Welcome to the PTL overview series, where we will highlight each of the projects and the upcoming features that will be in the next OpenStack release: Kilo. These updates are posted on the OpenStack Foundation YouTube channel, and each PTL is available for questions on IRC.
Anne Gentle — OpenStack Documentation Program, Kilo Update
Anne Gentle has been working on Documentation for 4+ years now. Over time, the growth of the project has made her and her team question:
“…how can we do this in more innovative ways?”
They are excited for the opportunity to showcase more innovation in Kilo. See the OpenStack Documentation wiki page here.
The Documentation team saw a lot of concrete accomplishments throughout Juno — a couple of highlights to note:
The Documentation team’s mission is to provide OpenStack deployers, users, and administrators with accurate and current technical documentation, written with the same processes and tools as the OpenStack code.
Objectives for Kilo include:
- Minimize driver documentation upstream by linking to vendor documentation (blueprint)
- Implement new web design and information architecture (blueprint)
- Optimize for automation
- Provide support for project teams
- Maintain API reference information
- Review patches
- Provide and enforce conventions
Quality: maintaining quality documentation that is tested, accurate, and comprehensive. This is ongoing work, consistently being improved upon. They absolutely want/need more writers and communicators that are willing to help bridge the gap to deployers and end users.
Tools: providing an accessible (and fast) tool chain for writers and contributors, migrating source docs to RST format, and making it simple to submit and edit doc bugs.
Experience: implementing a new, modern web design by using a Sphinx template, migrating select docs to RST, and providing improved information architecture.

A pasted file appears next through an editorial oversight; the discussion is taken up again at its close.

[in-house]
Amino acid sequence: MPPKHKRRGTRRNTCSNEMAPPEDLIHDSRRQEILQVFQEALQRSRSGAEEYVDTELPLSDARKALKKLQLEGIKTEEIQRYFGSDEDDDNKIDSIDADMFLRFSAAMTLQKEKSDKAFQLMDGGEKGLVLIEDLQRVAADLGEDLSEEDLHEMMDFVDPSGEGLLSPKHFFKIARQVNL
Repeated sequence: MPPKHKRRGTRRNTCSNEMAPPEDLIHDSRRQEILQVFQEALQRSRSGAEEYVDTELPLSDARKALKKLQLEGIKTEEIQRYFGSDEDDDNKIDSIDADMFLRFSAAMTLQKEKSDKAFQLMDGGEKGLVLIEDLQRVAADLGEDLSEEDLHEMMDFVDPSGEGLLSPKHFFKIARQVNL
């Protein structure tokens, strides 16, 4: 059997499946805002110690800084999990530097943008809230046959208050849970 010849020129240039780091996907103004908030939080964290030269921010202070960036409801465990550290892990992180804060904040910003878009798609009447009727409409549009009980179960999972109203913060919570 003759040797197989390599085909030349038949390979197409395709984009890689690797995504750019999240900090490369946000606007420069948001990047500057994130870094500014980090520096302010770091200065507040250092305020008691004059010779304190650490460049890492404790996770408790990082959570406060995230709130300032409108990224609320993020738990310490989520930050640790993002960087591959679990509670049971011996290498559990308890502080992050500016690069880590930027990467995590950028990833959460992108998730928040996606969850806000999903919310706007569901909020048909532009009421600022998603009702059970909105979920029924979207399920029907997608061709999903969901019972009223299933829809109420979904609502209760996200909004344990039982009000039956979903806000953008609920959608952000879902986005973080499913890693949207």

See a sneak peek of the new landing page here:
And the new page redesign here:
For more details, check out the Documentation Website Redesign blueprint here.
If you’re interested in doc reviewing, doc tooling, quality checking, etc., contact Anne Gentle. She would love to hear from you! For a quick Documentation FAQ/“how-to,” see here.
And of course, be sure to check out the full webinar below:
Thierry Carrez — Release Cycle Management, From Juno to Kilo
Like Documentation, Release Cycle Management serves the needs of all other OpenStack projects. The main challenge is to accompany the constant growth of the OpenStack project — they invent ways of doing what they do at the scale of software development that is happening inside of OpenStack. You can find the Release Cycle Management wiki page here.
Juno Release Accomplishments
During the Juno cycle, their teams hit every single deadline and significantly evolved the development milestone publication using a more lightweight system to simplify. Icehouse support extended for 15 months. They addressed 90 vulnerability reports, and issued 24 OSSAs. Finally, they created taxonomy for incident reports to increase transparency.
They hope to exceed these accomplishments in Kilo.
Plans for Kilo
The new organizational structure unpacks to:
- Stable liaisons
- Per-project stable maintenance teams, which is a strong departure from the current system where it’s a single team reviewing patches for every project
- Stable champions, who are now responsible for a particular branch, ensuring that it’s usable from a continuous integration perspective
- Stable release managers
- Stable core
They are also introducing dependency capping, and opening up the team to showcase the work of the Stable Team branch for transparency and recruitment.
They will have Feature Freeze (FF) on March 19, 2015. This is the peak of feature lending and gate activity within OpenStack.
The final Kilo release is planned for April 30, 2015.
A final (and big) challenge for the Release Management team, is to handle one more project that was integrated at the end of the last cycle called Ironic.
They will also make a number of changes within Release Management, including a switch to release liaisons sync points, release meeting becomes cross-project, more evolution in the Design Summit format, and new tooling to support new practices.
They will publish OSSA directly to the security website, and adopt a new vulnerability metric based on the DREAD framework.
For questions on Release Cycle Management, please reach out to Thierry at [email protected]
And again, be sure to check out the full webinar below: